The story of Romeo and Juliet, as created by Matthew Bourne, is set against a contemporary backdrop and bears little resemblance to Shakespeare’s tragedy or to the ballet versions I mentioned earlier. Nonetheless, the lovers still die in the end. As I wrote above, Prokofiev’s score is reduced and while we are informed by surtitles above the settings that we are in Verona, it could really be anywhere. Why all these young people are institutionalised is not clear and we are not told. The reasons for Romeo’s affluent parents (his father is apparently a senator) to dump him at the Institution are difficult to discern and remain unexplained. In his interview (part of the Blu-ray extras) Bourne states this was deliberate. He wanted the audience to make their own interpretation. It left me wondering whether it was a juvenile detention centre for children and adolescents who committed crimes or an institution where parents dumped their kids when they couldn’t control them because the children are considered problematic and don’t fit in. In the end it doesn’t really matter, the point is that all these youths are institutionalised under a tyrannic, iron regime that controls them through brutality, abuse and drugs.

The two young leads performing Romeo and Juliet respectively are outstanding, as I wrote early, but the whole cast is rather good, throwing themselves with gusto and passion into their particular roles. The orchestra, under the baton of Brett Morris, gives a satisfying, enthusiastic performance of Prokofiev’s reduced score, in line with the whole production and the exuberant, dedicated renditions of the young cast.
I missed the accompanying booklet that most opera or ballet Blu-rays contain. There is none, no information about the technical sound specifications and, although obvious the production was recorded live, it doesn’t state when or where. There is a digital programme brochure that can be downloaded for free at the New Adventures website. It provides some insights usually included in a booklet. The cast, technical and artistic credits are listed but, rather inconveniently, on the inside of the cover – too small and unclear due to the blue colour of the plastic jacket.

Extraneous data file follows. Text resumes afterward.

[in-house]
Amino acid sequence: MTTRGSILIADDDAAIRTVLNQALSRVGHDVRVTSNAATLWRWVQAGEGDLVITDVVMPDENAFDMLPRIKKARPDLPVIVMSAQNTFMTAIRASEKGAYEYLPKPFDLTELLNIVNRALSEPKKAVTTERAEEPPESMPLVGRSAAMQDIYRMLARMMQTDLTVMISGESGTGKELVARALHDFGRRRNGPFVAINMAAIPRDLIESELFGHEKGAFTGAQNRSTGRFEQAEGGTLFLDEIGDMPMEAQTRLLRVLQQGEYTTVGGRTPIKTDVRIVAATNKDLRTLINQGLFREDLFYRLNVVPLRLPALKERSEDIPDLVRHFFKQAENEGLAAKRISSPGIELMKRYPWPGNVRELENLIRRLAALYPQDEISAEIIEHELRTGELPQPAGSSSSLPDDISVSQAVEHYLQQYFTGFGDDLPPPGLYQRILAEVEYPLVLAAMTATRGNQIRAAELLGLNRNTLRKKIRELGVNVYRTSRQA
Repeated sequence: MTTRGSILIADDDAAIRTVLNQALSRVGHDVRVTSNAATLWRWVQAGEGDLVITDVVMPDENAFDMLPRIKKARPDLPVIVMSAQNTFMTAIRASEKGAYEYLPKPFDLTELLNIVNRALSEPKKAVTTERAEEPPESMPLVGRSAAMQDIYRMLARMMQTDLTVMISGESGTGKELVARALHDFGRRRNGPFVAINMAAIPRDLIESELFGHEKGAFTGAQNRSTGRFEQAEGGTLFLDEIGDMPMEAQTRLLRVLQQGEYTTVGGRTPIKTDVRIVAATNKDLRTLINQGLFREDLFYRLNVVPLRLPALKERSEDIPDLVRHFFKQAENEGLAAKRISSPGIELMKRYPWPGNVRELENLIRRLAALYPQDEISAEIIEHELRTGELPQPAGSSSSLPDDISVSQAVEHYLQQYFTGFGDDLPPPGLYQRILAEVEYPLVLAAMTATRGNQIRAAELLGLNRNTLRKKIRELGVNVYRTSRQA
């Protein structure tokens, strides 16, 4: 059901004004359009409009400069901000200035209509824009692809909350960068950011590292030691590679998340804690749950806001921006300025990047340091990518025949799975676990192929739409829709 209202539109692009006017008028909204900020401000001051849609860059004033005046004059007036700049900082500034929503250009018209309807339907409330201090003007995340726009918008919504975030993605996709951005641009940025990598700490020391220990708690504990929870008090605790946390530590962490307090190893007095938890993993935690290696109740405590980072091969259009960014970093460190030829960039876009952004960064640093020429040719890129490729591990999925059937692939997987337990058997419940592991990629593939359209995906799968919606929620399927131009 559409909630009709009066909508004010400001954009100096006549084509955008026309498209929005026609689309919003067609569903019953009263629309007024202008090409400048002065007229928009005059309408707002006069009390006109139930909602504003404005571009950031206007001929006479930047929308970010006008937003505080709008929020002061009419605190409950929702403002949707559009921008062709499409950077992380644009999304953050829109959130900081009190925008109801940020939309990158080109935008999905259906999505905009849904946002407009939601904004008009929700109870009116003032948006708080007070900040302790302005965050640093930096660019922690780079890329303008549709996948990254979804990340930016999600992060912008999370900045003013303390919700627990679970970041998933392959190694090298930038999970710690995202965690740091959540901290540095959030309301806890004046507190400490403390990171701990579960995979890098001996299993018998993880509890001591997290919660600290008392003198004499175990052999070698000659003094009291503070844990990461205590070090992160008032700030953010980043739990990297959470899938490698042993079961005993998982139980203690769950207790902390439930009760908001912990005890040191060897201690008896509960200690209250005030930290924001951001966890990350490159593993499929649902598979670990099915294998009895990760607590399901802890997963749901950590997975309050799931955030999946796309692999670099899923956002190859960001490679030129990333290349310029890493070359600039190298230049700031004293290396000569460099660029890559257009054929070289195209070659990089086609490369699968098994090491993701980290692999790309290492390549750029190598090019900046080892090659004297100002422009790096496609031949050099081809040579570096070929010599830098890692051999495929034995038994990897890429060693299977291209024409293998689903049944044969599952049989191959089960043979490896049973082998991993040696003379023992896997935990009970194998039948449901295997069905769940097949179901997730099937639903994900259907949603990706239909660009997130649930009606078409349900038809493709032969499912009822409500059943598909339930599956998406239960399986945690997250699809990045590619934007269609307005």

To summarise, Matthew Bourne’s production of Romeo and Juliet is one of his best works. It grabs you and holds you firmly until the end. This grip on the viewer is in no small way due to the heartfelt, committed, stirring performances of the very young cast. If you are a Matthew Bourne fan, you shouldn’t ignore this production and I’d strongly suggest you buy the DVD or the Blu-ray. If Bourne isn’t your thing or you don’t know his work, then his Romeo and Juliet is definitely the production to change your mind or a good place to start and grasp the reasons behind his enormous success.

Margarida Mota-Bull
(Margarida writes more than just reviews, check it online at

Advertising on

Donate and keep us afloat


New Releases

Naxos Classical
All Naxos reviews

Chandos recordings
All Chandos reviews

Hyperion recordings
All Hyperion reviews

Foghorn recordings
All Foghorn reviews

Troubadisc recordings
All Troubadisc reviews

all Bridge reviews

all cpo reviews

Divine Art recordings
Click to see New Releases
Get 10% off using code musicweb10
All Divine Art reviews

All Eloquence reviews

Lyrita recordings
All Lyrita Reviews


Wyastone New Releases
Obtain 10% discount

Subscribe to our free weekly review listing